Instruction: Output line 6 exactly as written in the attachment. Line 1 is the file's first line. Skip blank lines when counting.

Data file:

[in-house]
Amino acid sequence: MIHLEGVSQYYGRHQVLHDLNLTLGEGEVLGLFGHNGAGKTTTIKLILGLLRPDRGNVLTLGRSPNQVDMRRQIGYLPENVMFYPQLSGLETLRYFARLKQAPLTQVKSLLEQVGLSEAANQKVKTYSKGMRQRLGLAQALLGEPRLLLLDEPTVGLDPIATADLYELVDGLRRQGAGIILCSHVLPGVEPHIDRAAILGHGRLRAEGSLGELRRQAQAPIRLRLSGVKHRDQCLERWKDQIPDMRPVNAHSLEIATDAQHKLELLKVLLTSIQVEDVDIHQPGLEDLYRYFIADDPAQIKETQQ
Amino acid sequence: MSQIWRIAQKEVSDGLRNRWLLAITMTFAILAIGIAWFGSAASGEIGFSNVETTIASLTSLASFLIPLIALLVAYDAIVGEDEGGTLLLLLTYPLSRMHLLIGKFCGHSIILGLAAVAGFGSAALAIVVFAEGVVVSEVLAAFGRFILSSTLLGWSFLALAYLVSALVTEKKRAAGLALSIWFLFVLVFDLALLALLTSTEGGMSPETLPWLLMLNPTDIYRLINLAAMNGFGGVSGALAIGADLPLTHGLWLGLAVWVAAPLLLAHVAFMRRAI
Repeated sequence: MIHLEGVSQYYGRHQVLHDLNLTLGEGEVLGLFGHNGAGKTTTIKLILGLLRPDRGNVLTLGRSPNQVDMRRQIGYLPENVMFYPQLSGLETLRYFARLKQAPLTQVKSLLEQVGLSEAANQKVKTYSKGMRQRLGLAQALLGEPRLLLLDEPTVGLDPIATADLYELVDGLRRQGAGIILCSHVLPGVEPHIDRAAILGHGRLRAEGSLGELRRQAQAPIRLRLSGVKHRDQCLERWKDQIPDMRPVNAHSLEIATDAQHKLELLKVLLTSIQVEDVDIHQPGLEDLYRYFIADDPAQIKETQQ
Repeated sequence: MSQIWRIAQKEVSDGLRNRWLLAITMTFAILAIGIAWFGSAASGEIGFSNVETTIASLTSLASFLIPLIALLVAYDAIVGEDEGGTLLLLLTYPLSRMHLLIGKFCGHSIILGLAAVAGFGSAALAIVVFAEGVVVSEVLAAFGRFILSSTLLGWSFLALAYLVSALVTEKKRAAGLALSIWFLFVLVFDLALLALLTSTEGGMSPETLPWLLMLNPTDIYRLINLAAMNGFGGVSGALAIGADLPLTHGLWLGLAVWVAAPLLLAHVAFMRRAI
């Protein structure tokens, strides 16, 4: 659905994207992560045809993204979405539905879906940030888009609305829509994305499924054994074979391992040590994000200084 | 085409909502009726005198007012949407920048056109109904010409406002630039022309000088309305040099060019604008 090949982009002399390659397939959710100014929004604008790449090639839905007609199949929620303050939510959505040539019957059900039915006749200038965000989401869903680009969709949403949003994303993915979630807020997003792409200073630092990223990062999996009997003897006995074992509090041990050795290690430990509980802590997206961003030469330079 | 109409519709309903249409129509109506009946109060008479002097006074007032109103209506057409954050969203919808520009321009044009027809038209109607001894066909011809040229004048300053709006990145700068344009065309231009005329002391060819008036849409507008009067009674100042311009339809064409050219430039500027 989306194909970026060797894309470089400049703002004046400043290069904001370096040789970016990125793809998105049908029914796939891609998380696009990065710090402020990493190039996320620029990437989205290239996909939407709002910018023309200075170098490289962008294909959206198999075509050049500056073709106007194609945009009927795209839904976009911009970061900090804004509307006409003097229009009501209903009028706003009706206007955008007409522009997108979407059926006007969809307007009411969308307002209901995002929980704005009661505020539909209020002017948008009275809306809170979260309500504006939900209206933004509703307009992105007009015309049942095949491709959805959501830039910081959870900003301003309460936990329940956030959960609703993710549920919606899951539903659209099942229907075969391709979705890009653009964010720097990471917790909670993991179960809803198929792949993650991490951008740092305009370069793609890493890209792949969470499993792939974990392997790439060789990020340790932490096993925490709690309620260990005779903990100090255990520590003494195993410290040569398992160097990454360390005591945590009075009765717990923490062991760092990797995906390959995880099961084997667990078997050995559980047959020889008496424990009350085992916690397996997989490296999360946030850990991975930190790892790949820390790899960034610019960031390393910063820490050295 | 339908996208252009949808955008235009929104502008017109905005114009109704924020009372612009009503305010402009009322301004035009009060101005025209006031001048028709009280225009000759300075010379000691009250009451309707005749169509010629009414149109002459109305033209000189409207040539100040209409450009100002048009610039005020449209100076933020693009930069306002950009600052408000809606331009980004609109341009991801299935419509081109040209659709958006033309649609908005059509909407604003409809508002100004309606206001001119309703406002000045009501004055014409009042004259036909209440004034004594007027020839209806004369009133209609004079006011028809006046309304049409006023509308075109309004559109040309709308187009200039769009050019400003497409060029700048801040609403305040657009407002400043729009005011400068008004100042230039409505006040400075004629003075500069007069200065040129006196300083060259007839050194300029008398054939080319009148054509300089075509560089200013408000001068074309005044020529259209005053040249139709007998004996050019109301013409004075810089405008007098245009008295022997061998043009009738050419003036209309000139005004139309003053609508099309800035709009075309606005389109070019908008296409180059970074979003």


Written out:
């Protein structure tokens, strides 16, 4: 659905994207992560045809993204979405539905879906940030888009609305829509994305499924054994074979391992040590994000200084 | 085409909502009726005198007012949407920048056109109904010409406002630039022309000088309305040099060019604008 090949982009002399390659397939959710100014929004604008790449090639839905007609199949929620303050939510959505040539019957059900039915006749200038965000989401869903680009969709949403949003994303993915979630807020997003792409200073630092990223990062999996009997003897006995074992509090041990050795290690430990509980802590997206961003030469330079 | 109409519709309903249409129509109506009946109060008479002097006074007032109103209506057409954050969203919808520009321009044009027809038209109607001894066909011809040229004048300053709006990145700068344009065309231009005329002391060819008036849409507008009067009674100042311009339809064409050219430039500027 989306194909970026060797894309470089400049703002004046400043290069904001370096040789970016990125793809998105049908029914796939891609998380696009990065710090402020990493190039996320620029990437989205290239996909939407709002910018023309200075170098490289962008294909959206198999075509050049500056073709106007194609945009009927795209839904976009911009970061900090804004509307006409003097229009009501209903009028706003009706206007955008007409522009997108979407059926006007969809307007009411969308307002209901995002929980704005009661505020539909209020002017948008009275809306809170979260309500504006939900209206933004509703307009992105007009015309049942095949491709959805959501830039910081959870900003301003309460936990329940956030959960609703993710549920919606899951539903659209099942229907075969391709979705890009653009964010720097990471917790909670993991179960809803198929792949993650991490951008740092305009370069793609890493890209792949969470499993792939974990392997790439060789990020340790932490096993925490709690309620260990005779903990100090255990520590003494195993410290040569398992160097990454360390005591945590009075009765717990923490062991760092990797995906390959995880099961084997667990078997050995559980047959020889008496424990009350085992916690397996997989490296999360946030850990991975930190790892790949820390790899960034610019960031390393910063820490050295 | 339908996208252009949808955008235009929104502008017109905005114009109704924020009372612009009503305010402009009322301004035009009060101005025209006031001048028709009280225009000759300075010379000691009250009451309707005749169509010629009414149109002459109305033209000189409207040539100040209409450009100002048009610039005020449209100076933020693009930069306002950009600052408000809606331009980004609109341009991801299935419509081109040209659709958006033309649609908005059509909407604003409809508002100004309606206001001119309703406002000045009501004055014409009042004259036909209440004034004594007027020839209806004369009133209609004079006011028809006046309304049409006023509308075109309004559109040309709308187009200039769009050019400003497409060029700048801040609403305040657009407002400043729009005011400068008004100042230039409505006040400075004629003075500069007069200065040129006196300083060259007839050194300029008398054939080319009148054509300089075509560089200013408000001068074309005044020529259209005053040249139709007998004996050019109301013409004075810089405008007098245009008295022997061998043009009738050419003036209309000139005004139309003053609508099309800035709009075309606005389109070019908008296409180059970074979003």